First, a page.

Just this week the venerable publication The Economist shined a spotlight on the reality of the youth unemployment crisis. There are now estimated to be 290 million young people – 25% of all youth worldwide – who are not employed, pursing education or in a vocational training program. NFTE and entrepreneurship education are more vital than ever.
By: Ernst & Young LLP's McLean Tax Partner John Domenick
When I joined the Ernst & Young organization in 1999, the mindset of corporate responsibility stood out to me in every aspect of our business. Intrigued, impressed, excited — those were the words that came to mind when I was first introduced to Network for Teaching Entrepreneurship (NFTE) and its mission. After relocating to McLean, Virginia, in 2011, I got involved with the local high school class Ernst & Young LLP had recently adopted through NFTE's Adopt-a-Class program. I became leader of our Adopt-a-Class program shortly thereafter, recognizing its alignment with the firm's community engagement efforts.
I’ve been involved with NFTE for almost 4 years now – wow!
What started as a way for me to utilize my skillsets as an investor and advisor to entrepreneurs in support of my passion for education has morphed into, honestly, a way of life. Late last year I made a career switch and joined an education-focused startup company, www.campusexplorer.com, with the goal of founding my own one day.
While this was the scariest decision of my life, I felt a strange comfort because of two important lessons that have guided me. Interestingly enough, these two lessons are the core of NFTE. It’s why NFTE matters.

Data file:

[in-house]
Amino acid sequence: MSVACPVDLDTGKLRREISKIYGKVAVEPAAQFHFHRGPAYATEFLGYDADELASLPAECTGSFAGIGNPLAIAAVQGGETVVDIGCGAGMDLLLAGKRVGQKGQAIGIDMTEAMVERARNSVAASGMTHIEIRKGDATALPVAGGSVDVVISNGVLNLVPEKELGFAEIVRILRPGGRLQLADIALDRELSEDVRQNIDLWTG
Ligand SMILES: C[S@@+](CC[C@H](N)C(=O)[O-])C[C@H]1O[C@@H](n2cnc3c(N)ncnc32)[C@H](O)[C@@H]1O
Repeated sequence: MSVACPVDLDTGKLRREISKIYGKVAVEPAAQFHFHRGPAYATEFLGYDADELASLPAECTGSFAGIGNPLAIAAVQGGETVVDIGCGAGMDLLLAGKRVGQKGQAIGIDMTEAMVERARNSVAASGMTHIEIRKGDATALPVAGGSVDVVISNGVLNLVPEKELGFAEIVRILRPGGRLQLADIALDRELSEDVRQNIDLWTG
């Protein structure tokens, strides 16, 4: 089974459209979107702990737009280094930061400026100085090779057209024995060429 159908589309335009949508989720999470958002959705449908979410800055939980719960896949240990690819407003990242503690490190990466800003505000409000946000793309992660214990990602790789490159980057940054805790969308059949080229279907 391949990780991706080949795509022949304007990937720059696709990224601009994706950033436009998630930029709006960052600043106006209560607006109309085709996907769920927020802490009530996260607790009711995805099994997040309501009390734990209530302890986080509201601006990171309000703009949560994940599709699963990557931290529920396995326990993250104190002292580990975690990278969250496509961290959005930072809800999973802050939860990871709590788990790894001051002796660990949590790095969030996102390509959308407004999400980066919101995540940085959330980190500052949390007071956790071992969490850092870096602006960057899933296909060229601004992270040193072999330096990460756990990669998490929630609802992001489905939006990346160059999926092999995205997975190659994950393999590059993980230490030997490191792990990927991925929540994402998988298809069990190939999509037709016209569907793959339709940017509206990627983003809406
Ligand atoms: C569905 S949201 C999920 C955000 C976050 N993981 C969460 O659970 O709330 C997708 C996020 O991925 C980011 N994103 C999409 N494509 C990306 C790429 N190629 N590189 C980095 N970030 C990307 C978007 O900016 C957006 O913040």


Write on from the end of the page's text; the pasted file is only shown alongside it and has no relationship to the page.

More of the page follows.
Michael Chow and David Bettner, then of Zynga with Friends, headlined a panel discussion on entrepreneurship at NFTE Bay Area’s Youth Entrepreneurship Challenge. Michael and David are best known for inventing and releasing Words with Friends, which topped 60 million downloads.
What apps have you designed? 28 Students in NFTE’s New York Metro NYC Generation Tech program just completed the inaugural program to design and build a usable app. The winning app, selected by a team of judges, including Tumblr founder, David Karp, is SkooBrik.
One of the most interesting parts of my NFTE experience so far has been being able to host a variety of volunteers from both the corporate and the entrepreneurial world at my classroom sites. These volunteers come in for a variety of purpose. Some act as motivational speakers, sharing their own stories of trial and triumph, some act as coaches, helping students work on projects and business plans. Students, reticent though many may be to partake in class on an average day, generally perk up when volunteers come in. Suddenly, entrepreneurs become real people and having a career in business seems achievable.
Today at 9:00 AM ET (Tuesday, November 27th) the Microsoft Giving Tuesday begins! This is your last chance to Double Your Impact and your gift to NFTE through the generosity of the people at Microsoft. Matches will be made up to $1,000 per donor, per project on the Give For Youth website, and funding is limited.
Carlos and I underwent training at NFTE U-- a warp speed experience that compressed what children in program classrooms across the country will learn through NFTE into a four day seminar for adults. Teachers and program managers in attendance were asked to create business plans based on NFTE’s new business plan template for students.
NFTE Philadelphia is busy getting back into the routine of school, but last year’s regional challenge winners are also busy. They’re prepping for next month’s NFTE National Youth Entrepreneurship Challenge. Both young entrepreneurs who will represent the Philadelphia program office, Raleigh Russell and Dominique Hughes, share their paths to success.